ROSENBLATT, JOSEF (Yossele ; 1882–1933), ḥazzan and composer. Born in Belaya Tserkov, Russia, Rosenblatt toured Eastern Europe as a child prodigy, conducting synagogue services together with his father. When he was 18 years old he was appointed ḥazzan in Mukachevo. He moved to Bratislava in 1901 and to Hamburg five years later. In 1912 he emigrated to the U.S. and became ḥazzan of the Ohab Zedek Congregation in New York. Rosenblatt became widely known in the U.S. and Europe through extensive concert tours. In 1918 he refused, on religious grounds, to appear with the Chicago Opera Company in Halevy's La Juive at $1,000 per performance, but in 1928 he did allow his voice to be heard in the first full sound film, Al *Jolson's The Jazz Singer. The most popular ḥazzan of his time, Rosenblatt earned huge salaries and concert fees. Nevertheless, he was almost continually in debt, giving much of his income to charity and to the support of members of his family. Naïve in business matters, he agreed to provide financial backing for a dubious Jewish newspaper venture. In 1925 he was forced to declare bankruptcy but undertook a rigorous schedule of appearances in vaudeville to pay off his debts. Rosenblatt's immense popularity with Jewish and gentile audiences never waned. He died in Jerusalem while working on a Yiddish film. Rosenblatt possessed a tenor voice with the exceptional range of two-and-a-half octaves of full voice combined with a remarkably agile falsetto. He constantly impressed his listeners with his brilliant coloratura coupled with the sweetness and control of his voice and his "sob" in devotional passages. He composed hundreds of liturgical melodies that reflect his Ḥasidic background in their tunefulness; many of these achieved great popularity and a permanent place in the repertoire of the synagogue. Some of his compositions, however, are of little melodic interest, while others demand a vocal range as wide as that of the composer and are therefore rarely sung by other ḥazzanim. Some of his best-known pieces appeared in the collection Tefillot Yosef (1907; 19272). The extent of his popular appeal and his influence on synagogue music may be gauged from the widespread distribution of his numerous recordings, which were repeatedly reissued even many years after his death.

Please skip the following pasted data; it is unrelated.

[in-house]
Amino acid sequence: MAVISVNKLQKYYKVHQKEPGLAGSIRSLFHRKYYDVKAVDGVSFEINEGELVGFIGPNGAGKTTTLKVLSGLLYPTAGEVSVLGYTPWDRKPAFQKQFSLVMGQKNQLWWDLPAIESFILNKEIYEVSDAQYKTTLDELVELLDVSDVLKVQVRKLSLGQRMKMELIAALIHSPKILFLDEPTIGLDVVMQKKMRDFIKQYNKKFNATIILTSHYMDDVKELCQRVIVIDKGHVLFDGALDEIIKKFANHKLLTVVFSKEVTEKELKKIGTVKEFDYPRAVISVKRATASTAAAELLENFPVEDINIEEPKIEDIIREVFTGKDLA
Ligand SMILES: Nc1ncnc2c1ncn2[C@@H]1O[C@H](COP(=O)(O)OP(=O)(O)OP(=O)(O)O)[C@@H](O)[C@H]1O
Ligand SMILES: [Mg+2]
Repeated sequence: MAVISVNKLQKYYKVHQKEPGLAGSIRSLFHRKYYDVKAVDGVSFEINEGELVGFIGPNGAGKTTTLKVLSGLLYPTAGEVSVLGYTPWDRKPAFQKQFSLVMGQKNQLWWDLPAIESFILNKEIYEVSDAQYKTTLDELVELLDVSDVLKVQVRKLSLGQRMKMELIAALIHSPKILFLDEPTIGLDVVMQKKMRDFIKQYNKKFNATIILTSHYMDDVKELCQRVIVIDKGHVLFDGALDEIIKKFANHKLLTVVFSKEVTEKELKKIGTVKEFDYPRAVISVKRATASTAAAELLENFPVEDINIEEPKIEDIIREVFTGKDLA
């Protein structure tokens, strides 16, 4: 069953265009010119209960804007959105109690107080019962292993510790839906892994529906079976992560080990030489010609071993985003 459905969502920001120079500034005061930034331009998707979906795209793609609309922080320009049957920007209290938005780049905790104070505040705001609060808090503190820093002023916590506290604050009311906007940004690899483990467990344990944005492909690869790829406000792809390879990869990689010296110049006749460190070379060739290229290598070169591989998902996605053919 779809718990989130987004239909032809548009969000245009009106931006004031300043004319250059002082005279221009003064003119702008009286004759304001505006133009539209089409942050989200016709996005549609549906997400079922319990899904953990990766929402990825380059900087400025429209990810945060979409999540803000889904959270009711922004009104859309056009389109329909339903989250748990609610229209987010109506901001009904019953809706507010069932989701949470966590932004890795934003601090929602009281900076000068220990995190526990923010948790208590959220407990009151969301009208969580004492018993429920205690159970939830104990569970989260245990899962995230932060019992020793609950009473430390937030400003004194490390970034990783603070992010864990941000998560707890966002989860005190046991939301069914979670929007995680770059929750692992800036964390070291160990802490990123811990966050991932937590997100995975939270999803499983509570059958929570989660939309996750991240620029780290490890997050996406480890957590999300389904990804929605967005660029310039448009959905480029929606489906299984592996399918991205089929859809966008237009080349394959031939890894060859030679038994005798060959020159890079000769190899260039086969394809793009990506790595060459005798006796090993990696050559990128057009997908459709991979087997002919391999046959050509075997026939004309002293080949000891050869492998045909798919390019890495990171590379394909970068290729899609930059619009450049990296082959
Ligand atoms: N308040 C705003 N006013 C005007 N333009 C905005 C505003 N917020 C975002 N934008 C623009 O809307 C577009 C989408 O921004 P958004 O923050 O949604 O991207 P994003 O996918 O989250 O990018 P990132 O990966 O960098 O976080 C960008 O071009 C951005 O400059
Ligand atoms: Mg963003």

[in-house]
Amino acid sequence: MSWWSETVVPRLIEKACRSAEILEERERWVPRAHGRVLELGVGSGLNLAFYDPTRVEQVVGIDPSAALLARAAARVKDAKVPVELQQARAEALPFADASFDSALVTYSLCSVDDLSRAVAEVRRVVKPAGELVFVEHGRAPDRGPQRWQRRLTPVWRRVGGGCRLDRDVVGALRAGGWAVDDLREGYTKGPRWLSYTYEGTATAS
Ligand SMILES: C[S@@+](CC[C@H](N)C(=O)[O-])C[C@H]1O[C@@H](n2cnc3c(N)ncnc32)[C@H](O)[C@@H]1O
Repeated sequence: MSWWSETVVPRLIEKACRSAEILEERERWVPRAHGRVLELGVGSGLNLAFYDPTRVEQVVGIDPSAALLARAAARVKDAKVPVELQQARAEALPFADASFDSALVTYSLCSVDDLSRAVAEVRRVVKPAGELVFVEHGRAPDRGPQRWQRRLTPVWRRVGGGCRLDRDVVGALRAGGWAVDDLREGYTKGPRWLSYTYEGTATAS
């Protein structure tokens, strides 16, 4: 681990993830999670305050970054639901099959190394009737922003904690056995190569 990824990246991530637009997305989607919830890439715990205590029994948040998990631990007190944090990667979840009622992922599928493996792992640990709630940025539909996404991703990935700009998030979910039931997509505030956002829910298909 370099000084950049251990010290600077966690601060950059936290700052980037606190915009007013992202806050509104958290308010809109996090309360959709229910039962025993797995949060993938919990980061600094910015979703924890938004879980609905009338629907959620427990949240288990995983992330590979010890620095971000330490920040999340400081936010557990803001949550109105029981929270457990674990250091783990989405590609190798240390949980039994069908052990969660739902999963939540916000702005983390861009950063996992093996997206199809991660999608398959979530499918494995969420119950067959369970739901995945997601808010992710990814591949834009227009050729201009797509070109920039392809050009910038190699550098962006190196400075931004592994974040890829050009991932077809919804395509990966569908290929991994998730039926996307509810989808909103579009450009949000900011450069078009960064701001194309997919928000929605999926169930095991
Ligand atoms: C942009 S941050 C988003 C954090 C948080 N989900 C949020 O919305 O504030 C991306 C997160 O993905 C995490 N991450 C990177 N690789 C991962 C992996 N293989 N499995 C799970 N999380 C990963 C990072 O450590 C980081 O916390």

S. Rosenblatt, Yossele Rosenblatt (1954; Heb. trans., 1961); A. Holde, Jews in Music (1959), 33–35; Jewish Ministers Cantors' Association of America, Geshikhte fun Khazones (1924), 188–9; idem, Goldene Yoyvl Zhurnal (1947), 19–20; P. Szerman, in: Di Khazonim Velt (June 1934), 1–2; S. Kaufman, ibid., 3–4; S. Mandel, in: Morning Journal (Jan. 20, 1948), 5; I. Goldfarb, in: Proceedings of the Seventh Annual Conference-Convention of the Cantors' Assembly of America (1954), 24–27; Sendrey, Music, indices.
[David M.L. Olivestone]